No principle, no morals, nothing to hold on to, or die for, because we are not even living for anything.

Standing in their way, is a hold-out. A man who owns the house in the middle of their project proposal, Elder Joseph Barlow, who wants to keep the house. He hires Sterling Johnson to paint the house. Johnson serves as the conscience of the community.

Perhaps, these few plots and scenes as I recall them, is the whole message of the play—reminding us that to move forward, we must look backward and make those connections.

In Radio Golf, August tries to make those connections.

The bond I developed with this work is that like in my essays, discusses and monologues; it doesn't give answers but leads us to ask more questions. It is a soul searching experience...

The play questions the theatrics of our political slogans, do manifestoes count, where is the place of commonsense and the rule of law?

For example we are supposedly fighting corruption, yet the management of the Nigerian Maritime Administration and Safety Agency (NIMASA) spends N282.65 million every year on office maintenance?

Also in their budget, the Director General has earmarked a total of N78,891,630 for himself and the sum of N151,902,445 to the three executive directors of the agency. Each executive director is to take home N50, 634 482.

The agency’s 2011 salaries and allowances are estimated at N8.5 billion. For an agency that has a total of 1,110 staff strength as at February 2011.

From the figure, 38 staffs are on grade level five and would earn a total of N146.3 million which is below the salaries of the three executive directors.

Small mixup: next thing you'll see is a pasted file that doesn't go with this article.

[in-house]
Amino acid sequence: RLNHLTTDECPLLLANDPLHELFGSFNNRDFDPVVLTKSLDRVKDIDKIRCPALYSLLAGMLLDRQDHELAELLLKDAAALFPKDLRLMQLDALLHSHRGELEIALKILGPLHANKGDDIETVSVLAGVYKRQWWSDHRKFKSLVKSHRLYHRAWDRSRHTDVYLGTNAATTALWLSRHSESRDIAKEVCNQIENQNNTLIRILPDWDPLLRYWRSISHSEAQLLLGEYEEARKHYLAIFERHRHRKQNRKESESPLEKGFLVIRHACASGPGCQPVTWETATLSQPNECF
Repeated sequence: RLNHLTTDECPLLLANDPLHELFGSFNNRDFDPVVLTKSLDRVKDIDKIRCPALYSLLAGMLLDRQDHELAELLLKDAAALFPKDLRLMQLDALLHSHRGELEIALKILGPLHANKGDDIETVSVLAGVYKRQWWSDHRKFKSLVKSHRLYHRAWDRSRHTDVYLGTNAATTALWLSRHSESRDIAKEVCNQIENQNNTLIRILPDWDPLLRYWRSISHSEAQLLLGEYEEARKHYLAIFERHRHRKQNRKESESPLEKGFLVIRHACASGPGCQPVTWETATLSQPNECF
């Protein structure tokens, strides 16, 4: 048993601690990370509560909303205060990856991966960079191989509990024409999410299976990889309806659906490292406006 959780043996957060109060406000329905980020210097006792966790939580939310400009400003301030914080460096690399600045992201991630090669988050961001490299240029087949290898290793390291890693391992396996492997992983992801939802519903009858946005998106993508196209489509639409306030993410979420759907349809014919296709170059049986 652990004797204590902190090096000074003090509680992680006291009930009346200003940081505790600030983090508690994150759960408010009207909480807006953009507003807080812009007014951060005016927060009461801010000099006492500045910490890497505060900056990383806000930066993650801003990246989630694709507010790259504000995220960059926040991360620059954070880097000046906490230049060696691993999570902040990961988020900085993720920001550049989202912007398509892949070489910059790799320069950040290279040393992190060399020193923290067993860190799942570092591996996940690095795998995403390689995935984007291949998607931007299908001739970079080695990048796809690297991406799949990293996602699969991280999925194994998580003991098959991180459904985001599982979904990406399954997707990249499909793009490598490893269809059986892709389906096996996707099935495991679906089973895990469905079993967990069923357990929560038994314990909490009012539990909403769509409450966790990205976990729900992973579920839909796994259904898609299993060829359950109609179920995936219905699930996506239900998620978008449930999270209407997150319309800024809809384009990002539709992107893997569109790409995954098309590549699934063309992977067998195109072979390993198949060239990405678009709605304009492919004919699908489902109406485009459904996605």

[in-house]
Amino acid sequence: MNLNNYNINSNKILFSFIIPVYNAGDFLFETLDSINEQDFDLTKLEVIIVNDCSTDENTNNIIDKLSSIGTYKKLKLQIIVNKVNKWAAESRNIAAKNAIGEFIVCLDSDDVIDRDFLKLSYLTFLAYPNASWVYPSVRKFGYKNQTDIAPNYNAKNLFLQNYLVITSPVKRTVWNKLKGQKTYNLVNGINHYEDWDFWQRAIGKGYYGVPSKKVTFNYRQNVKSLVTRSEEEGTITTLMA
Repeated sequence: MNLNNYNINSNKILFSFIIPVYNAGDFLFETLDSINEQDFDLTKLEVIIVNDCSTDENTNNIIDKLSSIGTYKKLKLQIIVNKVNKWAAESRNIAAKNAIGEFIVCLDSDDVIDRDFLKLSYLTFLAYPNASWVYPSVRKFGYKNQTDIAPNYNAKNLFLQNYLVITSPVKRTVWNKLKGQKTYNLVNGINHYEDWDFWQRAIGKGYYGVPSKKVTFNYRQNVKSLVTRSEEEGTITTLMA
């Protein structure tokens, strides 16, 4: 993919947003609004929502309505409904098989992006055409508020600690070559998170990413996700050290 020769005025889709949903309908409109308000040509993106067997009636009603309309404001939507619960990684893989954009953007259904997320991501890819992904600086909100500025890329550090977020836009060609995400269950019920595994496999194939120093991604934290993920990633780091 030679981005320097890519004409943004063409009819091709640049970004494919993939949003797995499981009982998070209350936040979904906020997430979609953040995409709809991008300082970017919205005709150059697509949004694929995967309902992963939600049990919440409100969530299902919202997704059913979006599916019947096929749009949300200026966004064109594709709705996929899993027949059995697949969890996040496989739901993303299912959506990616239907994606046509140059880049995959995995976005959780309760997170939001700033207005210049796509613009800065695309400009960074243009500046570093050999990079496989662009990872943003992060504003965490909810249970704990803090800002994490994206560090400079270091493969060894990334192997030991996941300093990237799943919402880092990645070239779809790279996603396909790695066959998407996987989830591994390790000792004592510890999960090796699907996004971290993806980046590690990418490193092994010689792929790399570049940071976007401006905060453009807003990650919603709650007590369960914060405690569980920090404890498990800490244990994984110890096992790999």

While the salary of the Director General is more than the total package of 20 staffs of the agency that are on grade level four.

How did we get to this state of profligacy and then we cry that there is no money to pay salaries, no infrastructural development, in 2011 we still ask for just the basics. And mind boggling is that we do not have any statistics regarding what this particular agency contributes to nation building.

Wilks was ready to give up all, his friendship, and his political career trying to resolve the puzzle of a life he never knew.

Many kids today are born in private hospitals, attend private schools, go to private churches (Churches that belong to a man and his wife), buy water, they don’t get anything to tie their allegiance to the nation. And we are not bothered?

On the contrary on primetime television, these kids are treated to pictures of great celebration heralding the release of a man from the Maximum Prison in Kirikiri, Lagos, with hundreds of young people giving him a warm reception.

In very high spirit, acknowledging greetings from supporters with a victory sign is the man hanging on the door of a Toyota Sequia four runner jeep like a conductor, wearing a white Buba and Sokoto.

The pictures move to the Cathedral Church of Christ at the Marina, Lagos for a thanksgiving service.

Among top politicians present at the church service are Otunba Gbenga Daniel, Ogun state governor, former President Olusegun Obasanjo, Mr. Ayo Fayose, former Ekiti state governor, Defence Minister, Mr Kayode Ademola, John Odeh, Gen Tunji Olurin, Mrs Modinat Adedibu, Deputy Governor Oyo State, Mr. Taofeek Arapaja, Ambassador Musiliu Obanikoro among others.

I end this essay by asking Nigerians to stand up, ask for their right; we cannot keep watching them play golf with our collective sensibilities. We need to start holding them to their words. It’s not just about kicking PDP out, because in local parlance as Joseph Barlow puts it, it’s only a man that has tested more than one woman that will know the sweeter one.

The boat called Nigeria maybe slow in turning, but nonetheless it will still turn.